Grow Your Business by Becoming LEED Certified!
If you thought that "going green" might harm your bottom line, you can stop worrying. A 2012 study conducted at Notre Dame University which looked at over 500 PNC branches found that LEED certified PNC bank branches were performing better, profit-wise, than their non-LEED certified counterparts. In fact, customers were even depositing more money at the LEED certified branches!
The study never pinned down exactly why that was so -- whether customers were finding the LEED certified branches more inviting or whether their more comfortable employees were just being more productive. Either way, the LEED certified branches made more money, and it's a safe bet to say their employees appreciated their working environment, too! Either way, their findings support a growing consensus that you certainly don't have to "sacrifice" profitability to become more socially responsible and use more sustainable building materials.
In case you're not familiar with it, LEED is an acronym for "Leadership in Energy and Environmental Design", and to become LEED certified requires that your building must meet certain MPRs (that's short for Minimum Program Requirements.)
Another interesting aspect of achieving LEED certification is that you'll save money on your day-to-day operating costs, according to the USGBC (U.S. Green Building Council). Expect to reduce cost on maintenance, energy, and water all while reducing waste. That's a win-win from every angle! And if you need more incentive, consider that because of these savings combined with increased efficiency, getting back the money you put in won’t take as long as you’d expect; According to the USGBC, green retrofit projects can expect to recoup their investment in as few as 7 years!
If you'd like to learn more about obtaining LEED certification and exactly what it entails, contact us at Scott Henson Architect today.Read more...
Historic Building Preservation Today
Humanity is immortalized through art, language, knowledge and architecture. Through the built environment, we are able to contextualize certain elements of culture, identify different civilizations, and understand how the world has changed over time. Whether it’s the Taj Mahal or the Guggenheim, buildings are a way for the past to both communicate with and project to the future.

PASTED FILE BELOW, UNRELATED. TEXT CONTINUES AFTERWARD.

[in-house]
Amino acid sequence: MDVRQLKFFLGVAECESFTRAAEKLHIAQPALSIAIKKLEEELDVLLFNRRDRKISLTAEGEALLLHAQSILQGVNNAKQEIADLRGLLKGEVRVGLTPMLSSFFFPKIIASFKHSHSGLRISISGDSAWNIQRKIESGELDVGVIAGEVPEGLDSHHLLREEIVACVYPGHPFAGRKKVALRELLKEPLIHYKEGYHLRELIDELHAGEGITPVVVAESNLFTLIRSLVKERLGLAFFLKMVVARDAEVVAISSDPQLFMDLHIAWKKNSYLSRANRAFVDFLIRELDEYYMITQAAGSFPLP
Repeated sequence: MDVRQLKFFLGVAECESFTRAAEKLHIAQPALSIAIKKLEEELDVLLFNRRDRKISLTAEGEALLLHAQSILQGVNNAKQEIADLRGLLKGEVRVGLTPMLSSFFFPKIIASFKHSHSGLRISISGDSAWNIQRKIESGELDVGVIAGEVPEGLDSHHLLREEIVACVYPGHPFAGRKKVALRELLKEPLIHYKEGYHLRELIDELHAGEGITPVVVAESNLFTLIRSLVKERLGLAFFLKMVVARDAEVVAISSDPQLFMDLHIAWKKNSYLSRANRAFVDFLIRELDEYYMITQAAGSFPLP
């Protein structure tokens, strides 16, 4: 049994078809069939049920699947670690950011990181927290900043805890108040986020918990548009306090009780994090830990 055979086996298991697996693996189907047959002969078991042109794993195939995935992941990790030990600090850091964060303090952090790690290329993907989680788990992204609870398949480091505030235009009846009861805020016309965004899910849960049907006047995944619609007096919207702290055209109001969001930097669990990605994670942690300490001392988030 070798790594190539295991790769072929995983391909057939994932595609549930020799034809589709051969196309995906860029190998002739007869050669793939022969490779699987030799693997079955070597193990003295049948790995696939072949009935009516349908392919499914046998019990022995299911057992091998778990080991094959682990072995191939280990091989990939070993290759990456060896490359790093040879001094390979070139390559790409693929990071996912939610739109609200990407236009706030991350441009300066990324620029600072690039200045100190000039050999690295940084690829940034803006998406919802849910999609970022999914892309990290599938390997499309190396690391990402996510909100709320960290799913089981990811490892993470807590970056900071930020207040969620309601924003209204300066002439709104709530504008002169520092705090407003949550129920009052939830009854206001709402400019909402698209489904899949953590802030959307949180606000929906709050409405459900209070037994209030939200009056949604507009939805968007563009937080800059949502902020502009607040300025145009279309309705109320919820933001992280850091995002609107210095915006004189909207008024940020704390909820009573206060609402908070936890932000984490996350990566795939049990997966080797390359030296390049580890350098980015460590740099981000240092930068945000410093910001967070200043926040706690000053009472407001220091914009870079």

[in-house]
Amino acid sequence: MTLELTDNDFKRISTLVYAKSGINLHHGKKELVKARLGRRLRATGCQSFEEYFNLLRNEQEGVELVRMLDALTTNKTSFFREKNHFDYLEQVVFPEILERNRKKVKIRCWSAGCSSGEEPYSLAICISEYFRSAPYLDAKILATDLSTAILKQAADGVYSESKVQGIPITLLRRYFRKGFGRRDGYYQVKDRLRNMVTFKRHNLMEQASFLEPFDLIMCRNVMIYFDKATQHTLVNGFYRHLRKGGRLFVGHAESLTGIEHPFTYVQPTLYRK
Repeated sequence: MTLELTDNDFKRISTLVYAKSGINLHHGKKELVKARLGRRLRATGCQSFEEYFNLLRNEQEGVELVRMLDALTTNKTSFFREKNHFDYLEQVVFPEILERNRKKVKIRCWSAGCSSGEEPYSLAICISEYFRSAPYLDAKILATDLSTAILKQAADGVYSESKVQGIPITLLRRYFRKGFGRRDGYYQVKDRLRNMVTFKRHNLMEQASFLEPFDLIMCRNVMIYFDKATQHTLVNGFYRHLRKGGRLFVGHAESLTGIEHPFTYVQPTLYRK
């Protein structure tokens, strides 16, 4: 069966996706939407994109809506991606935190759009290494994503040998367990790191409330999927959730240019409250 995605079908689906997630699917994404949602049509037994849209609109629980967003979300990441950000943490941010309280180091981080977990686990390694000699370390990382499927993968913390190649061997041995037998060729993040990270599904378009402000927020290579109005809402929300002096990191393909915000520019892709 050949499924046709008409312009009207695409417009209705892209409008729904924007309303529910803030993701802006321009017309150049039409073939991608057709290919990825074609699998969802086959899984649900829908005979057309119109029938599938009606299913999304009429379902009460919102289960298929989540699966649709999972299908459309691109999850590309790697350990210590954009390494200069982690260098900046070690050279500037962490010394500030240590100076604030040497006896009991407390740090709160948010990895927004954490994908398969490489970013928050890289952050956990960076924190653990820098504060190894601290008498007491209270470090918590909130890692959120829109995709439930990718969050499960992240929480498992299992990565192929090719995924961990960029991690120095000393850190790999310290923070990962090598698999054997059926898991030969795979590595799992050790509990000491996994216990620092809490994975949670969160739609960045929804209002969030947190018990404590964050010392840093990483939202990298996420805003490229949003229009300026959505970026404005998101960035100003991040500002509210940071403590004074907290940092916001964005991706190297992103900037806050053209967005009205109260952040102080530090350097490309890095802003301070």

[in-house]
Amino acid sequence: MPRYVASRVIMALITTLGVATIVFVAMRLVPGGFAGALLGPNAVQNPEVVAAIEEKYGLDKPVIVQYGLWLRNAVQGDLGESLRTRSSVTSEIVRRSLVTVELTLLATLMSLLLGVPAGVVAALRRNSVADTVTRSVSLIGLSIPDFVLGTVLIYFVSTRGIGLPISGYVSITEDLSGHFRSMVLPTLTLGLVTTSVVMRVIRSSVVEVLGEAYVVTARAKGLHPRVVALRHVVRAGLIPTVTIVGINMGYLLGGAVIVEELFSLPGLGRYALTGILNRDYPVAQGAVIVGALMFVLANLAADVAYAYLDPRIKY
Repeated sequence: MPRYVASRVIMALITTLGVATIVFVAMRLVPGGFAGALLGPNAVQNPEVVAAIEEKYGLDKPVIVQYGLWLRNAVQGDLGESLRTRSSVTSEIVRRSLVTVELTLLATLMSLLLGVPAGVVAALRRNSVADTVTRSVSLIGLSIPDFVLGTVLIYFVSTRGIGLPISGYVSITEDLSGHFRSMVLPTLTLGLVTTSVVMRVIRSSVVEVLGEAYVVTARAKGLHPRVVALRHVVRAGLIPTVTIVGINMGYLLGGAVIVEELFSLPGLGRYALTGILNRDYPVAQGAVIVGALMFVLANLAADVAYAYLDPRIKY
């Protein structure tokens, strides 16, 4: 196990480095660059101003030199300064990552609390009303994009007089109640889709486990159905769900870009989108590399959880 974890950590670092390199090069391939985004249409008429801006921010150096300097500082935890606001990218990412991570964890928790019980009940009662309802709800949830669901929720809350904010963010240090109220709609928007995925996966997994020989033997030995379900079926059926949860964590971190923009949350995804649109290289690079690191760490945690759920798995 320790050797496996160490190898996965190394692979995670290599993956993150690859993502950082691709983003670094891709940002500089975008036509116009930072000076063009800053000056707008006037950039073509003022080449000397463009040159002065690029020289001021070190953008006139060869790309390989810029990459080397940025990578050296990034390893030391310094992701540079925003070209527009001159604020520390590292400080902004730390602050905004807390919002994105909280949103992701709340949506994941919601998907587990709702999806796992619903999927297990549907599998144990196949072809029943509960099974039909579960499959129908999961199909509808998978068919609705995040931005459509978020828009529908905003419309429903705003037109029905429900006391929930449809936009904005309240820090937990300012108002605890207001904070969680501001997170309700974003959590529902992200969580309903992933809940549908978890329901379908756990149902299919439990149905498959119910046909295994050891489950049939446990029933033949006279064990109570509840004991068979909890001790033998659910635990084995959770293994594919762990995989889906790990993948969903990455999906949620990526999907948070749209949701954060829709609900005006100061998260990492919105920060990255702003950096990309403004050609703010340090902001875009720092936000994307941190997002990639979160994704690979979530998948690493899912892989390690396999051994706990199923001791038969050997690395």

Early builders used archaic techniques; architecture was a form of defense, and provided protection against the elements. Fast forward to the renaissance and we see how architecture begins to follow certain rules and proportions. Building typologies begin to emerge and reflect ideologies. Thanks to architects, we are able to associate the church’s elaborate use of light and buttressing as a way of communicating the importance of religion at the time.
Today, architects are fully credentialed and licensed by the state, with all necessary technical and theoretical experience. However, all formalities aside, architects are craftsmen and artists at heart. Oftentimes, historic structures must be brought into the modern era. The average architect can make a building safe and functional, but what makes an architect great is a deep awareness of why cultural preservation is so important, especially in the age of globalization.
Scott Henson Architect, recipient of the prestigious Palladio Award, respects and honors the past. We have an extensive portfolio of projects which show our work in historic building preservation and renovation, as well as all other types of architectural design. For information on the preservation and renovation of historic buildings, please contact us.Read more...